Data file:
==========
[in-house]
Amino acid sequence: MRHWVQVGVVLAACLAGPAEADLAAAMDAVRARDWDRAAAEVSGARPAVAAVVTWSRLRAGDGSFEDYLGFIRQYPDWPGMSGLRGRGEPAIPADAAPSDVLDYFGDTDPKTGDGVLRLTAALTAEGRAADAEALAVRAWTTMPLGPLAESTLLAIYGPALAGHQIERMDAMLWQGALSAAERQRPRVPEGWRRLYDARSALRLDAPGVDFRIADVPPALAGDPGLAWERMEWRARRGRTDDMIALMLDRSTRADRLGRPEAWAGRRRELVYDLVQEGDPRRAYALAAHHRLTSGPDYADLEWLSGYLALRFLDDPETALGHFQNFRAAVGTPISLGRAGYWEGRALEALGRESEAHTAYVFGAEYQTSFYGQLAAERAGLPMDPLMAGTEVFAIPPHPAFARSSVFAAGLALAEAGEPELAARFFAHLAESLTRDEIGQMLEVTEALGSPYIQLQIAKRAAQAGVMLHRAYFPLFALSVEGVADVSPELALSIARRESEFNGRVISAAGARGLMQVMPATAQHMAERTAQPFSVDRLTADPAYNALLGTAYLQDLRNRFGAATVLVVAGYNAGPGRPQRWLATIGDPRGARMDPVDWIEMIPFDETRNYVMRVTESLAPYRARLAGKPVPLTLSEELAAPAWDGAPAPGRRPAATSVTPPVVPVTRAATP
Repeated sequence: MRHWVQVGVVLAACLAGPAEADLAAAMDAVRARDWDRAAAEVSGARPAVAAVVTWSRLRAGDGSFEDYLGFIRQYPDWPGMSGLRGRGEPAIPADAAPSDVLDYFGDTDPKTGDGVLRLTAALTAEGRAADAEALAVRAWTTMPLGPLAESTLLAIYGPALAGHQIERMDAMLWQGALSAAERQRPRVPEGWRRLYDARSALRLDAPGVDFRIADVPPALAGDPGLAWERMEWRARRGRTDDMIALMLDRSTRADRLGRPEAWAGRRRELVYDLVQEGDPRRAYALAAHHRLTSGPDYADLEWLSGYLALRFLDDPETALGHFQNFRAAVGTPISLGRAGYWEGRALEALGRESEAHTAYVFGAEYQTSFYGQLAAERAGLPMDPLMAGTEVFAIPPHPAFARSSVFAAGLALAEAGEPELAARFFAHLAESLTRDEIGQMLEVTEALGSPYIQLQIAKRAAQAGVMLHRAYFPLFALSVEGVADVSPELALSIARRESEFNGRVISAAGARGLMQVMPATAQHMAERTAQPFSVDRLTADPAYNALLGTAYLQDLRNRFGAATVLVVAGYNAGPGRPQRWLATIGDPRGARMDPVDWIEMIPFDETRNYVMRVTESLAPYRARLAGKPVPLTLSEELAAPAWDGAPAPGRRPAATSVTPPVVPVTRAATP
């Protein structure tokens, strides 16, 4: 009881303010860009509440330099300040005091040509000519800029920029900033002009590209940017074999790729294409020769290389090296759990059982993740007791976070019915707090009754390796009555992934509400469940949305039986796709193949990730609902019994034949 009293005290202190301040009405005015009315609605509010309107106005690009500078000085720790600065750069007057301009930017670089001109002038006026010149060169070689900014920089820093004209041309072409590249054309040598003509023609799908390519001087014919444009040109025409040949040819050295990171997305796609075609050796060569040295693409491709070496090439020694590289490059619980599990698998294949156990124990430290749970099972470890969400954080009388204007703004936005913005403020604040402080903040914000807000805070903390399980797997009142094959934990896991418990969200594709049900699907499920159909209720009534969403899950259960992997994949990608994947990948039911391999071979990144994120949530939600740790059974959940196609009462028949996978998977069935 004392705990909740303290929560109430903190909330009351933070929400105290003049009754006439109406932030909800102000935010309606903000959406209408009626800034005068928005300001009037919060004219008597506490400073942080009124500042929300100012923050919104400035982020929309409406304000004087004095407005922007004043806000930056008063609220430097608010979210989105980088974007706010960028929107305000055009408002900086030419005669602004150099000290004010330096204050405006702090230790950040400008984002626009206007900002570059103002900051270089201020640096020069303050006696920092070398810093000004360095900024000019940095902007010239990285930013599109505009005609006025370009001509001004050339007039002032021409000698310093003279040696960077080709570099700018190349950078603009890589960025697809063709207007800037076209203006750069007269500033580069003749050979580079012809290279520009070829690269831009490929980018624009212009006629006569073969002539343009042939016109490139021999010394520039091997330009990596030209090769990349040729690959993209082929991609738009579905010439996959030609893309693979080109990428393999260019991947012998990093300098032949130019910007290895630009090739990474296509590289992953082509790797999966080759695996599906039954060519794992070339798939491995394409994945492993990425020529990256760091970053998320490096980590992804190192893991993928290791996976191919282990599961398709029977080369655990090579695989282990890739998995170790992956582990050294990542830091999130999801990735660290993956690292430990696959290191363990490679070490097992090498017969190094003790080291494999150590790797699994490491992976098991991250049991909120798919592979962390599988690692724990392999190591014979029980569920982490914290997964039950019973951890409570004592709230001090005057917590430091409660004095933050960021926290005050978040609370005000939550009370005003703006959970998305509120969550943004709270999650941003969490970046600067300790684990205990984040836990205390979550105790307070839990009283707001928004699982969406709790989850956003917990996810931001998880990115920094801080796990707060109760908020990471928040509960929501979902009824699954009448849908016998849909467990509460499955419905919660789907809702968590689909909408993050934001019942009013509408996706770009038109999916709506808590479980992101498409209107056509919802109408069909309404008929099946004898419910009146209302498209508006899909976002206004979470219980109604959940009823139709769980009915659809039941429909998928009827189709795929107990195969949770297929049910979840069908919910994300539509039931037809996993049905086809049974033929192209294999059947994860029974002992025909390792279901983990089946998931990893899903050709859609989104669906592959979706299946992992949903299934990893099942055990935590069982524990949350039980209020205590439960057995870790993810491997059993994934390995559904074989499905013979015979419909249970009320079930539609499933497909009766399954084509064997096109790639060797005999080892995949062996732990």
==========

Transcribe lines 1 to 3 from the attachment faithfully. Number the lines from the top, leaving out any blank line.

[in-house]
Amino acid sequence: MRHWVQVGVVLAACLAGPAEADLAAAMDAVRARDWDRAAAEVSGARPAVAAVVTWSRLRAGDGSFEDYLGFIRQYPDWPGMSGLRGRGEPAIPADAAPSDVLDYFGDTDPKTGDGVLRLTAALTAEGRAADAEALAVRAWTTMPLGPLAESTLLAIYGPALAGHQIERMDAMLWQGALSAAERQRPRVPEGWRRLYDARSALRLDAPGVDFRIADVPPALAGDPGLAWERMEWRARRGRTDDMIALMLDRSTRADRLGRPEAWAGRRRELVYDLVQEGDPRRAYALAAHHRLTSGPDYADLEWLSGYLALRFLDDPETALGHFQNFRAAVGTPISLGRAGYWEGRALEALGRESEAHTAYVFGAEYQTSFYGQLAAERAGLPMDPLMAGTEVFAIPPHPAFARSSVFAAGLALAEAGEPELAARFFAHLAESLTRDEIGQMLEVTEALGSPYIQLQIAKRAAQAGVMLHRAYFPLFALSVEGVADVSPELALSIARRESEFNGRVISAAGARGLMQVMPATAQHMAERTAQPFSVDRLTADPAYNALLGTAYLQDLRNRFGAATVLVVAGYNAGPGRPQRWLATIGDPRGARMDPVDWIEMIPFDETRNYVMRVTESLAPYRARLAGKPVPLTLSEELAAPAWDGAPAPGRRPAATSVTPPVVPVTRAATP
Repeated sequence: MRHWVQVGVVLAACLAGPAEADLAAAMDAVRARDWDRAAAEVSGARPAVAAVVTWSRLRAGDGSFEDYLGFIRQYPDWPGMSGLRGRGEPAIPADAAPSDVLDYFGDTDPKTGDGVLRLTAALTAEGRAADAEALAVRAWTTMPLGPLAESTLLAIYGPALAGHQIERMDAMLWQGALSAAERQRPRVPEGWRRLYDARSALRLDAPGVDFRIADVPPALAGDPGLAWERMEWRARRGRTDDMIALMLDRSTRADRLGRPEAWAGRRRELVYDLVQEGDPRRAYALAAHHRLTSGPDYADLEWLSGYLALRFLDDPETALGHFQNFRAAVGTPISLGRAGYWEGRALEALGRESEAHTAYVFGAEYQTSFYGQLAAERAGLPMDPLMAGTEVFAIPPHPAFARSSVFAAGLALAEAGEPELAARFFAHLAESLTRDEIGQMLEVTEALGSPYIQLQIAKRAAQAGVMLHRAYFPLFALSVEGVADVSPELALSIARRESEFNGRVISAAGARGLMQVMPATAQHMAERTAQPFSVDRLTADPAYNALLGTAYLQDLRNRFGAATVLVVAGYNAGPGRPQRWLATIGDPRGARMDPVDWIEMIPFDETRNYVMRVTESLAPYRARLAGKPVPLTLSEELAAPAWDGAPAPGRRPAATSVTPPVVPVTRAATP